Why AACR?

By Joy Cherian, PhD., Founder and President, AACR

Occasionally, people ask why I formed the Association of Americans for Civic Responsibility (AACR). After working for several decades in Washington, D.C., I felt there was a vacuum that existed among civic-oriented organizations in the area. Even though there were a number of public and private groups including corporations and non-profit organizations engaged in civic-oriented activities, none of them had an educational program to bring all of those groups together to share and learn about civic engagement programs. My vision for AACR was to fill this gap by creating a means of information exchange for local and national institutions to share their experiences. At present, we look at ourselves as a “virtual meeting place” to share ideas and energize diverse communities in service of civic responsibility. I strongly believe that such exchanges can guide and inspire civic groups to find ways to create and manage their civic engagement programs more efficiently and more effectively.

In addition to providing a new forum on civic engagement, AACR offers a unique approach in three other areas.

First, AACR advocates the concept of institutional civic responsibility (ICR)1 for the benefit of our entire society by encouraging all U.S.-based institutions to perform their civic duties. These institutions include, but are not limited to, corporations, business organizations and associations, ethnic and cultural groups, educational institutions, firms, clubs, professional and trade groups, foundations, religious and non-religious charities, and local and national government agencies, from the smallest to the largest.

Second, AACR encourages every institution to follow, and promote with their actions, the concept of “civic responsibility” that embodies the “must do” commitment of a natural or institutional citizen. We feel that the concept of “social responsibility” can be considered as something “nice to do” or “good to do," while, the notion of civic responsibility is much broader and encompasses the term “social responsibility.”2

Third, while there are certainly powerful benefits for those who engage in civic responsibility, AACR advances a philosophy of “giving back” to society by an individual or institution without expecting anything in return. These generous contributions and voluntary efforts may be thankless, but they are certainly noble in the area of performances of civic engagement.3 In other words, AACR strongly believes in the age-old idea of being and doing good with no ulterior goal or motive other than a sincere desire to do good for the members of the commonweal (general public).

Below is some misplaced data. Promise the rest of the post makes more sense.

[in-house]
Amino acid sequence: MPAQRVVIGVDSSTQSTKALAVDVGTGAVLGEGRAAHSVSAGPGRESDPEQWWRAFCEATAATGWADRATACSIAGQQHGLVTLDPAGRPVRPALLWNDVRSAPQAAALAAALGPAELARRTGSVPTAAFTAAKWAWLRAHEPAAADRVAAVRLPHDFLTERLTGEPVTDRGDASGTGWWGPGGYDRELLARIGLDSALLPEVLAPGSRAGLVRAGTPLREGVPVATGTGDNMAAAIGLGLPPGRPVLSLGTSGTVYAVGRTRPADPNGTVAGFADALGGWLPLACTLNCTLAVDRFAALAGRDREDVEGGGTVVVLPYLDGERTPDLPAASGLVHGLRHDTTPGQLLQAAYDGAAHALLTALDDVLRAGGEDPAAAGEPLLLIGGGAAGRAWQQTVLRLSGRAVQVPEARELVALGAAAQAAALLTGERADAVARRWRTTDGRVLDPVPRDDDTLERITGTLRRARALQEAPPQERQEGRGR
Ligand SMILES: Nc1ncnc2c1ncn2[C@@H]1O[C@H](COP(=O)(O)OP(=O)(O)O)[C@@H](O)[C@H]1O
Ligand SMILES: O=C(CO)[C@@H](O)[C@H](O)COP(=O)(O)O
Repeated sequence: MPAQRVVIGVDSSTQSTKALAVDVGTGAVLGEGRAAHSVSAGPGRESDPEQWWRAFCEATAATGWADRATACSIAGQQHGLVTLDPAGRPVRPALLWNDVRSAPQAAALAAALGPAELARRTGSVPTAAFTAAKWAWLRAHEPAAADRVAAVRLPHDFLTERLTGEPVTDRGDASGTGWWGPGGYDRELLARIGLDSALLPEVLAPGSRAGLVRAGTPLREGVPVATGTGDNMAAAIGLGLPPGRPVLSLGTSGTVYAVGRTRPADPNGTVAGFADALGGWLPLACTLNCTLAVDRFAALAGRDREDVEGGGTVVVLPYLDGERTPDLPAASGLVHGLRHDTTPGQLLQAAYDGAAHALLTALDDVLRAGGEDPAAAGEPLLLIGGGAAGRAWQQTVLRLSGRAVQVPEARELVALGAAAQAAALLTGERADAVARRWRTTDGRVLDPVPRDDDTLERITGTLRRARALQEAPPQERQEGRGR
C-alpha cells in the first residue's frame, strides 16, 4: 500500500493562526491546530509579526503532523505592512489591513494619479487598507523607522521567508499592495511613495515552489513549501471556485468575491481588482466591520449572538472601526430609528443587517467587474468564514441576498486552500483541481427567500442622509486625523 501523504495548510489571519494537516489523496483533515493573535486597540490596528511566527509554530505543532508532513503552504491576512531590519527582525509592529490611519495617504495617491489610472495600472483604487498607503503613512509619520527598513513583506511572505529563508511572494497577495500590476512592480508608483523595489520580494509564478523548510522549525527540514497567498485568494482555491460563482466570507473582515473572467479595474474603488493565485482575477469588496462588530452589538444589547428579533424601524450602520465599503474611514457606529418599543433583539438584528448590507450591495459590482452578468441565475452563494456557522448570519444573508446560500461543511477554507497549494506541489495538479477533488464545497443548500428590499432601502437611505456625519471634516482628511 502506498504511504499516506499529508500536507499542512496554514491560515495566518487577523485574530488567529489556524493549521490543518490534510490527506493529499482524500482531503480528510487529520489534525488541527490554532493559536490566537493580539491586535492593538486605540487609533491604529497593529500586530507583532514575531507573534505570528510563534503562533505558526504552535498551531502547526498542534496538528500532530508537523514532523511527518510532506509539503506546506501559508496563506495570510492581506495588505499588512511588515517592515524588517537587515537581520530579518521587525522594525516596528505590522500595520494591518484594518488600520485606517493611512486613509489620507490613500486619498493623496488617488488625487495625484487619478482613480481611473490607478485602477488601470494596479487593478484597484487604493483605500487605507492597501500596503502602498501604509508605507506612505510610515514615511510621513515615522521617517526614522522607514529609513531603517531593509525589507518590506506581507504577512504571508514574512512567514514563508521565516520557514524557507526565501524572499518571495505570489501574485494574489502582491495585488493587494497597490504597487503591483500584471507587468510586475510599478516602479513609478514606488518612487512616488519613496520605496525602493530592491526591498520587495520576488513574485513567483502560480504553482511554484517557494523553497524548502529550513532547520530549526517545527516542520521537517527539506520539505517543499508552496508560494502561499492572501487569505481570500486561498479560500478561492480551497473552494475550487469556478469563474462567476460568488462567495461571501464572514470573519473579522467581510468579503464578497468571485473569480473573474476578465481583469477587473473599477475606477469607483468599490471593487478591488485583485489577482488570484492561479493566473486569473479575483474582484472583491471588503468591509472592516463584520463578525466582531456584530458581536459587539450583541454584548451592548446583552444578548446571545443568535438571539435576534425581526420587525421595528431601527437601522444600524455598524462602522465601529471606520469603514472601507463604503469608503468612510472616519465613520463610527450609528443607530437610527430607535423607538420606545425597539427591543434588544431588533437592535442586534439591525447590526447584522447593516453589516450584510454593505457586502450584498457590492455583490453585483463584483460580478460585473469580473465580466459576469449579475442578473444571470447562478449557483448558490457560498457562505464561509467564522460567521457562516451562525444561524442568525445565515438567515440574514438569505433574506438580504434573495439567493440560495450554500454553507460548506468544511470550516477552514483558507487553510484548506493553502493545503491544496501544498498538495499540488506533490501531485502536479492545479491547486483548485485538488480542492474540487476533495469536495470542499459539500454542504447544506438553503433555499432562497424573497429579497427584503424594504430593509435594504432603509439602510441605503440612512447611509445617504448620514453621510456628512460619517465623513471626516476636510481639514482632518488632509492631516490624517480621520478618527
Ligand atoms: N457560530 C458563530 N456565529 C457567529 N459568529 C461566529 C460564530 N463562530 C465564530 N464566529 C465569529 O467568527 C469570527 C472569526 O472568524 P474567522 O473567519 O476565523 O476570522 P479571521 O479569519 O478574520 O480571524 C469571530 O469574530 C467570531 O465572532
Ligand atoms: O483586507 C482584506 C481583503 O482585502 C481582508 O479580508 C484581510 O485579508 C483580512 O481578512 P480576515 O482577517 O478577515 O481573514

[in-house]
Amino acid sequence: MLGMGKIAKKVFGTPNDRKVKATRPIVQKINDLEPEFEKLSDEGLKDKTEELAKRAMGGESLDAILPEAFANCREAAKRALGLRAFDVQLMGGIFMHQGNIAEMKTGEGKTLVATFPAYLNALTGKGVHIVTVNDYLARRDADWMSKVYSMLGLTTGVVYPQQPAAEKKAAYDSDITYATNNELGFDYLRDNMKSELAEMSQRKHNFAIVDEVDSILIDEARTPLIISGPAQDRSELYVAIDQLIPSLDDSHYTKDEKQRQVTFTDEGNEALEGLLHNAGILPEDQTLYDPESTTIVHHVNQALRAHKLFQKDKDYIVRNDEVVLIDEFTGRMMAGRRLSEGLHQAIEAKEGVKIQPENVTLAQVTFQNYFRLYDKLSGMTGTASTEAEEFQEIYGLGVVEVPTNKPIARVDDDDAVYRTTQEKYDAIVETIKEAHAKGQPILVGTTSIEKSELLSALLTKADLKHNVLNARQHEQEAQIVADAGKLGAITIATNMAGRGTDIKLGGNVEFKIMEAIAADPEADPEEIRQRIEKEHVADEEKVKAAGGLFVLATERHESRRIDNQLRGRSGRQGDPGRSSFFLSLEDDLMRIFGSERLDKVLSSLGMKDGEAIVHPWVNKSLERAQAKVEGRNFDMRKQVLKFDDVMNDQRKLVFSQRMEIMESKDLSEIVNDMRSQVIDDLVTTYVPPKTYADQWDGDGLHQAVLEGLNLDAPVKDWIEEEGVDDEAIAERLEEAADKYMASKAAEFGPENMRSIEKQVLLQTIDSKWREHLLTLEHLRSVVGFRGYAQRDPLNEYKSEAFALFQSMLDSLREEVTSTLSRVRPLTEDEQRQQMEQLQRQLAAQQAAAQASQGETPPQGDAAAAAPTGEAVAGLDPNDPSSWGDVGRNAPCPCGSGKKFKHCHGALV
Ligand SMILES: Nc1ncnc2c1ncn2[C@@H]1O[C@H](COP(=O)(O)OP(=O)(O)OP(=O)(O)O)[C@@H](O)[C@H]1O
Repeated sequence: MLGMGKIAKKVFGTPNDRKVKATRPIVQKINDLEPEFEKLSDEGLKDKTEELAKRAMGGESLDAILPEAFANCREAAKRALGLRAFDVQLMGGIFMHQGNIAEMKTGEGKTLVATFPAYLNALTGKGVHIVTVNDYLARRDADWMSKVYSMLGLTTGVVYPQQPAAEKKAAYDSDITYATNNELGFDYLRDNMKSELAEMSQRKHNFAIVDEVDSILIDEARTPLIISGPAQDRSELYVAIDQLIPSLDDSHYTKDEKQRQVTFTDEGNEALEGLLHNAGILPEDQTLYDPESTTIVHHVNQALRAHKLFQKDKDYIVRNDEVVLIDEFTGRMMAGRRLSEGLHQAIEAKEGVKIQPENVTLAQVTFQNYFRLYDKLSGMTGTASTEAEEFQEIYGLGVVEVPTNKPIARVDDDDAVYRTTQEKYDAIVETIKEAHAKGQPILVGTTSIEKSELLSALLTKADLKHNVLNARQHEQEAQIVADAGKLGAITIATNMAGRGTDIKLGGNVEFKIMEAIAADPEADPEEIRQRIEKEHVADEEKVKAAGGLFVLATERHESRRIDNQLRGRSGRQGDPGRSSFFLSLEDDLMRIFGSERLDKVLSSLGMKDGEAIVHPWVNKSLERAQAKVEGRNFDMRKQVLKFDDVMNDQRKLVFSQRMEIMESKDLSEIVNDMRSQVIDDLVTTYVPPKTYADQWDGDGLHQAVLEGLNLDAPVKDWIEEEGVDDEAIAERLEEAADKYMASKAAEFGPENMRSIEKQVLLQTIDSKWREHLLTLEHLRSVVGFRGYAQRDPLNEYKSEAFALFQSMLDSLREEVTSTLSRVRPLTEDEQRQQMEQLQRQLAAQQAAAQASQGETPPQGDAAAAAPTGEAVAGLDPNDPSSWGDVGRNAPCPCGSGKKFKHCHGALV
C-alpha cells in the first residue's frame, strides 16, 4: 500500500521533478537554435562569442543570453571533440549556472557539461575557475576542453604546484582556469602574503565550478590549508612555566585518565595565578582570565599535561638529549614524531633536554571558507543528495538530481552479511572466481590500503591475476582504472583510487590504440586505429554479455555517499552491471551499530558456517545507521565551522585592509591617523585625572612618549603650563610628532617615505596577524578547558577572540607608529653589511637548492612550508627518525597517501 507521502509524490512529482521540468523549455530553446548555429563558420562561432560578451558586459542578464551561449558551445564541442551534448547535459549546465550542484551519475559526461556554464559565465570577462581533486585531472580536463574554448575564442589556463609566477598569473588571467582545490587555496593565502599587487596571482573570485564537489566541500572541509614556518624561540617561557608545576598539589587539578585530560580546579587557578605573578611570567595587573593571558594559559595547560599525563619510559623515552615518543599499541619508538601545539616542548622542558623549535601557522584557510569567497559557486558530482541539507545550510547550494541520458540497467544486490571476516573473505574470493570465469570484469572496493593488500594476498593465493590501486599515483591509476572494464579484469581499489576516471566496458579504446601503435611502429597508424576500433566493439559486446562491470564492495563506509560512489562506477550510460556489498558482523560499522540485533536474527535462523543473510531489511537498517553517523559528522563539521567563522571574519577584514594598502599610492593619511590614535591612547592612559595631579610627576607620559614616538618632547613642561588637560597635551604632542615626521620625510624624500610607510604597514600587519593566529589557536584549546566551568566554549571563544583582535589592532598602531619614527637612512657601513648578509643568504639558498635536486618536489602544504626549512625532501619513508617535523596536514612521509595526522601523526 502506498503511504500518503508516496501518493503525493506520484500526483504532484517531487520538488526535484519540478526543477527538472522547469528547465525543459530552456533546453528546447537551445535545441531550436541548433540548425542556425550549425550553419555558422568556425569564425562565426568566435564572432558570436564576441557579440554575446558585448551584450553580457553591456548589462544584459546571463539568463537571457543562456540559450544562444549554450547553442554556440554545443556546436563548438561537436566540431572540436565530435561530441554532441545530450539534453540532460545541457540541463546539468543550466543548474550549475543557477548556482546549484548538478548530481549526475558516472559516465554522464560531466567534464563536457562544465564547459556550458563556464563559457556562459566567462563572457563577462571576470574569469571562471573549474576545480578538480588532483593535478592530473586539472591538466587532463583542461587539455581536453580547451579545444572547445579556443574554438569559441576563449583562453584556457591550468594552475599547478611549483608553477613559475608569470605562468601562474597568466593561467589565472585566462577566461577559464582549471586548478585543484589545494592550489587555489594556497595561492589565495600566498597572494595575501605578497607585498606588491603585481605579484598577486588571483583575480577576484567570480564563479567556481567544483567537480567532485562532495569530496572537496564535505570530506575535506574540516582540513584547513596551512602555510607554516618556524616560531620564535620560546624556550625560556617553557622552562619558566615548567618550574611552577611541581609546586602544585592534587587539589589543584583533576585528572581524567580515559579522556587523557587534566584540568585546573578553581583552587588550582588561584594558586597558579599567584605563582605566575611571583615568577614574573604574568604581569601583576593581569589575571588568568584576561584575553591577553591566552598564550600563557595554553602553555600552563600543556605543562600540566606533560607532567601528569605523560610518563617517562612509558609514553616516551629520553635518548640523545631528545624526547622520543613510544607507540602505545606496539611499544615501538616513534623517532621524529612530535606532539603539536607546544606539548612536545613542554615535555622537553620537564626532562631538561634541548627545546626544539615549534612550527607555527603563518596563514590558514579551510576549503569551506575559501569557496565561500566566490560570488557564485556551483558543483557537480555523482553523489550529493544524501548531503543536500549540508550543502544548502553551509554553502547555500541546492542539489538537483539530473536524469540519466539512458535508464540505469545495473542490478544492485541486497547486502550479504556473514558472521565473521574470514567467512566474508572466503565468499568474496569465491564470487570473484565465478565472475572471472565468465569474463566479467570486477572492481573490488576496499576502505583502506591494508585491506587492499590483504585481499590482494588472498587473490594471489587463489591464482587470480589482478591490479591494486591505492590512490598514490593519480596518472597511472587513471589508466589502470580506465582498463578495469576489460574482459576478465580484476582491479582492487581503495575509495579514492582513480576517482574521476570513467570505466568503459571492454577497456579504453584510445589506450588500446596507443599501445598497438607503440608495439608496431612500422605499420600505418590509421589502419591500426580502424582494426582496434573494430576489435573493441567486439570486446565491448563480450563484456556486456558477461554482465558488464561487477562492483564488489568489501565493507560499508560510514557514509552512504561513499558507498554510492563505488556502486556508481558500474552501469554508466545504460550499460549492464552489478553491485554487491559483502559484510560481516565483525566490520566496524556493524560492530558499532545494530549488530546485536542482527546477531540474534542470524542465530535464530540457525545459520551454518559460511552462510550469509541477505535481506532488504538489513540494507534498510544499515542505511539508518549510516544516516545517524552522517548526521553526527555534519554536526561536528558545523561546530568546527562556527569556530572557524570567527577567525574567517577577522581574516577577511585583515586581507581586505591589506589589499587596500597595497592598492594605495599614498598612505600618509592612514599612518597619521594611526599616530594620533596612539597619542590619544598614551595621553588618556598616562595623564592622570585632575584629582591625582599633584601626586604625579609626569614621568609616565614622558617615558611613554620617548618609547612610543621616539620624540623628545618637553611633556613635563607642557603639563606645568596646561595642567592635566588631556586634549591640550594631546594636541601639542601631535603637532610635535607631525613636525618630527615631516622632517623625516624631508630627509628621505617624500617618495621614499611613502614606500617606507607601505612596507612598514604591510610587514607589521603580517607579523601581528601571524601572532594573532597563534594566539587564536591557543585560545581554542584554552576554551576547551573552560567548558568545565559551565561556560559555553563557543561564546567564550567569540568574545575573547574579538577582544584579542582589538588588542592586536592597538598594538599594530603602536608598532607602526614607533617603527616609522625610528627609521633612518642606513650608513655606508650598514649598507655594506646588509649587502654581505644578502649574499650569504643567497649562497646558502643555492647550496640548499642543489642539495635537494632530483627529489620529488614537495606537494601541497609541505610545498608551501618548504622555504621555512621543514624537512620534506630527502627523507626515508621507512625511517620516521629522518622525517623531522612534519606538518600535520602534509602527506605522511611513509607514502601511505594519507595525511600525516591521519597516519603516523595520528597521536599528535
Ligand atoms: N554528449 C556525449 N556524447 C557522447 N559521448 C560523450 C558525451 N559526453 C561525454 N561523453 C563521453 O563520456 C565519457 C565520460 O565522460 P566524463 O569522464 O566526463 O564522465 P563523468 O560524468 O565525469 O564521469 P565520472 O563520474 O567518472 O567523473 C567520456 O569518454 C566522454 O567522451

To effectively fulfill its mission, AACR convenes roundtable conferences; fosters ongoing partnership, collaboration and networking; and develops white papers on civic responsibility issues.

Additionally, AACR is in the process of developing the following projects:

  • Regional and national conferences on U.S. Immigrant Community Organizations and their best practices related to Civic Responsibility;
  • Regional and national conferences on Corporate Civic Responsibility (CCR) through Small and Medium Enterprises (SMEs); and
  • Publication of an online index and case studies relating to civic responsibility programs.

 One of AACR’s short-term goals is to find a national institution that would be interested in cooperation on civic-oriented projects or that would be willing to provide funding for AACR projects, particularly our database and Web site, which are essential to promoting information and exchange on ICR programs.4 AACR believes that it will partner with generous individuals, corporations or foundations soon to have financial support in implementing its planned projects in 2007 and beyond.

AACR encourages all individuals including leaders of civic organizations and business groups to learn more about AACR by visiting our Web site at www.aacri.org. More specifically, the section “About Us” explains in more detail AACR’s plans for involvement in activities of local, national and global reach for the benefit of the general public.


  1. AACR, Position Papers, “The Concept of Institutional Civic Responsibility (ICR),” www.aacri.org
  2. AACR, Position Papers “Corporate Social Responsibility (CSR) vs. Corporate Civic Responsibility (CCR),” www.aacri.org
  3. AACR, Position Papers “Giving Back vs. Gaining Back: An Overview,” www.aacri.org
  4. Individual philanthropists, corporate executives, and foundation officers who are interested in receiving details of these projects can contact AACR by e-mail at aacri@aacri.org.